Back to Paper, Back to Work

I recently deleted Things for Mac and Things for iPhone. It wasn’t because of the recent squabbles among productivity nerds about Things vs. Omnifocus. It was because of a book called The Shallows. It’s bringing me back to paper.

If you haven’t heard of the book, it’s a scary summary of the decades of studies that have revealed how hypertext measurably alters pathways in the brain. With extreme detail, the author explains:

  • To your brain, the medium is more important than the message. The medium (paper or screen, for example) has a direct and measurable effect on the brain.
  • Reading on screen re-wires the brain for shallower thinking and hinders comprehension. 
  • Reading on paper leads to deeper thinking and a better connection with long-term memory.
  • Distraction is the cause of the shallower thinking and distraction can be something as simple as a single link within a hypertext document. No banner ads are needed for your brain to re-wire.
  • The omnipresence of Google has only led to even shallower thinking.
  • The suspected cause of deeper thinking, better focus and enhanced comprehension when using paper is the lack of distraction. Only when you’re allowed to “get lost” in something, can you activate all the areas of the brain required for the deepest thinking.

I decided to take the areas of my life that required deeper thinking to paper. This included: my projects, next actions and periodic reviews. Soon, I’ll include my notes and drafts of my posts. It’s an experiment (I like doing those), so I’m not an advocate yet. But I am encouraged by the initial results.

My first step in the process involved transferring all my tasks and projects from Things to paper. I chose to use Levenger’s Things To Do sheets, because I had some samples lying around, along with a Levenger Circa Junior that doesn’t get much use.

The Levenger template only allows two lines for each task, so it forces you to narrow and clearly define your tasks, without the endless notes and attachments common to Things and Omnifocus.  This was an advantage I wasn’t expecting to be an advantage.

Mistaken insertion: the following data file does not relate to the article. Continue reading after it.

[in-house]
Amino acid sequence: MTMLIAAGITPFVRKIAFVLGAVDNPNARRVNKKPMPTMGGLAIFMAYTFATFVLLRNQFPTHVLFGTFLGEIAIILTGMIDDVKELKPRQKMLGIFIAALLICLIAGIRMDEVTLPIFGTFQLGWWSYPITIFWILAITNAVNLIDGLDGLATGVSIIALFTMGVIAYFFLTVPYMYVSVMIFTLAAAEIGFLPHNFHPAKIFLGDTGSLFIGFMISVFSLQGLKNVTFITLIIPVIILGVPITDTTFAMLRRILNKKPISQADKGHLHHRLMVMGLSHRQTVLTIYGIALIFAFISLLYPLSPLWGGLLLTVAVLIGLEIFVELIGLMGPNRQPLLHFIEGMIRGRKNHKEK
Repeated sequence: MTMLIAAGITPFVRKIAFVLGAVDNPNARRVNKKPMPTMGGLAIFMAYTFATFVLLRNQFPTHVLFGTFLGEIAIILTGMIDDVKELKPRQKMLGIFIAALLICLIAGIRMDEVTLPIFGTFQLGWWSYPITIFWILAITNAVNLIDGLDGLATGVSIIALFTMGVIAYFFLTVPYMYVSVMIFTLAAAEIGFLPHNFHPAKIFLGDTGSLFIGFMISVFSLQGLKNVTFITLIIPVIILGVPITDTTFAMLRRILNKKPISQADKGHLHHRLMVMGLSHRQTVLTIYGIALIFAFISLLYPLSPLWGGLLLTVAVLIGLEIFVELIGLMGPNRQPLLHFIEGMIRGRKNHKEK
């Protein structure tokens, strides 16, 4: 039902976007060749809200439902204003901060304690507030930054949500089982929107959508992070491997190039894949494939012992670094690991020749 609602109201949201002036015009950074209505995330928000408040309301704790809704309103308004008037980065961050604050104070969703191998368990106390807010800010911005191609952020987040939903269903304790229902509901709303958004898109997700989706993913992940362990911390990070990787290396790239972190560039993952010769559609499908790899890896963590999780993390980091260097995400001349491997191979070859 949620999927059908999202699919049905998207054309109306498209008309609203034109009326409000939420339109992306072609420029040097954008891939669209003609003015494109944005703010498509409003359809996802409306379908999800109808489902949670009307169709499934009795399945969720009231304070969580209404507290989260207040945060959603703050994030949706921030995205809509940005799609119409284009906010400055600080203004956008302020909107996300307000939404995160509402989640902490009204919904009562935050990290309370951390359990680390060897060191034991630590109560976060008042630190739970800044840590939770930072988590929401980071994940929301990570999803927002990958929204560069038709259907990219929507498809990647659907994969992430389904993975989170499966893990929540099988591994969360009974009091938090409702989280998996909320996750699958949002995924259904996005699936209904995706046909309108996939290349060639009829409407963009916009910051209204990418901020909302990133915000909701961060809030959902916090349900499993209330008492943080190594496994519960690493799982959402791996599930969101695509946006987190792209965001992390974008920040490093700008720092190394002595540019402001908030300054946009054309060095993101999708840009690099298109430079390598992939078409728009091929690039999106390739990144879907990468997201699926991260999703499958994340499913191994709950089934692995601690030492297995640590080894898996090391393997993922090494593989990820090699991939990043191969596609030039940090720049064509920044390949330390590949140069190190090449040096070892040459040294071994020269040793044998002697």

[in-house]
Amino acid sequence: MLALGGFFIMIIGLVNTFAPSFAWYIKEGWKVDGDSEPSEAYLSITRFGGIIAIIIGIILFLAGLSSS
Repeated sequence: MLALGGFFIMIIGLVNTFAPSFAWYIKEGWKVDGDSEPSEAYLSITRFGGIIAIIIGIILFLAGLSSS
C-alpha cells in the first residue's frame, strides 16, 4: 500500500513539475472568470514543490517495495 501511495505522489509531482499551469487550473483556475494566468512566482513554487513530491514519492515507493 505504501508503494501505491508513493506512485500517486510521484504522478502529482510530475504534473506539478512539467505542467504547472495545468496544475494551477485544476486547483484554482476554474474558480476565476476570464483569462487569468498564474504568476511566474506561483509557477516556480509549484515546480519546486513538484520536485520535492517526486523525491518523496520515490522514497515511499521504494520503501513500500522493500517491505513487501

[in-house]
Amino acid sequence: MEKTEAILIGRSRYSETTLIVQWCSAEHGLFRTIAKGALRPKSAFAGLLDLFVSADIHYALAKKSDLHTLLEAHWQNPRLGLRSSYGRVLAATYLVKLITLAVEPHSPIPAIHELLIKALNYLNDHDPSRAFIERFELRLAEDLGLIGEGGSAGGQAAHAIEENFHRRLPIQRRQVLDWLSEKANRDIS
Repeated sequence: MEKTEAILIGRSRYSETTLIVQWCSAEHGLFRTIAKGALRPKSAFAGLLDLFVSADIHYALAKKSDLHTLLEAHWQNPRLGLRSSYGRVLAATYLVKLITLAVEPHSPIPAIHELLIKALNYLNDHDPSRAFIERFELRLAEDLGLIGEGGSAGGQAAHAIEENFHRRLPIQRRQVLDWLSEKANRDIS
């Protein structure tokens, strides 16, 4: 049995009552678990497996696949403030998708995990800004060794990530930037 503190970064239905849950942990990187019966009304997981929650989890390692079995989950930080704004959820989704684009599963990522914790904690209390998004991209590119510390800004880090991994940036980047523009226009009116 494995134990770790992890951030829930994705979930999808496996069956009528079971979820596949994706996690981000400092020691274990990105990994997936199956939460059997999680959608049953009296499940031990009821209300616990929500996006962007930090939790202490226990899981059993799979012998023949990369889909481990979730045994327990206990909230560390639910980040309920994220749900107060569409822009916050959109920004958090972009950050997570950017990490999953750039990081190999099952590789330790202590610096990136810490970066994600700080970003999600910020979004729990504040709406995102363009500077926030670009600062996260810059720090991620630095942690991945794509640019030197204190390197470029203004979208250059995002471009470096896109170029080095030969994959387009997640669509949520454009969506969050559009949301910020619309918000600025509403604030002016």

I was fully prepared for writers cramp as I sat down to write out my 7 major projects, countless to-dos and even more items in the Things “Someday/Maybe” pile. But, by the time I finished, I was amazed to find that every task I had stored with the program fit into 4 pages of the Levenger template. In other words, I had traded 4 pages of well-defined tasks on paper for the privilege of spending $50  for completely unnecessary organization ($60 when you include the iPhone app).

With the Levenger sheets, I’ve also dispensed with contexts, priorities and due dates. I simply take out an index card every morning and list a few important tasks that must be done that day. Everything else that gets done is gravy. The master list is always around when I’m at work just in case I feel like doing more.

Since instituting this system, I’ve noticed I’m completing far more than I did with software for a few reasons:

  1. Paper forces reviews in a way no software can.
  2. My natural tendency is to want to complete pages. This means I’m forced to complete lesser items I’d normally put off by juggling them around in software.
  3. Paper forces decisions. Dragging tasks into the someday/maybe pile isn’t as easy, so you must decide whether it’s necessary at all…right now.
  4. I don’t feel a sense of accomplishment until the task is complete and checked off (a great feeling). With software, you can feel a sense of accomplishment by tagging tasks or assigning contexts. That is not an accomplishment.
  5. I really feel a sense of focus that isn’t possible within an app; especially an iPhone app.
  6. The medium I’m using gives my projects more respect. It contributes to a general mindfulness.

Added to that, are the fringe benefits, like never having to open an app on my phone to add something to my inbox (the back of the index card works fine), or the lack of confusing results in a spotlight search (when documents from a project are confused with similar items from Things).

It’s not perfect. There are things I’ll have to tweak. For instance, I’d love to redesign the Levenger template for even greater clarity. Backup is an issue too, but losing this list wouldn’t be the end of the world. Expecting perfection from any system is foolish and totally subjective, so I won’t worry too much about the little things.

Yes, as nerds, we all take this stuff too seriously sometimes. But when a simple solution, promising so many benefits, gets planted in my head, I just can’t ignore it and hope the fancy program I bought is doing more than adding complexity to my life.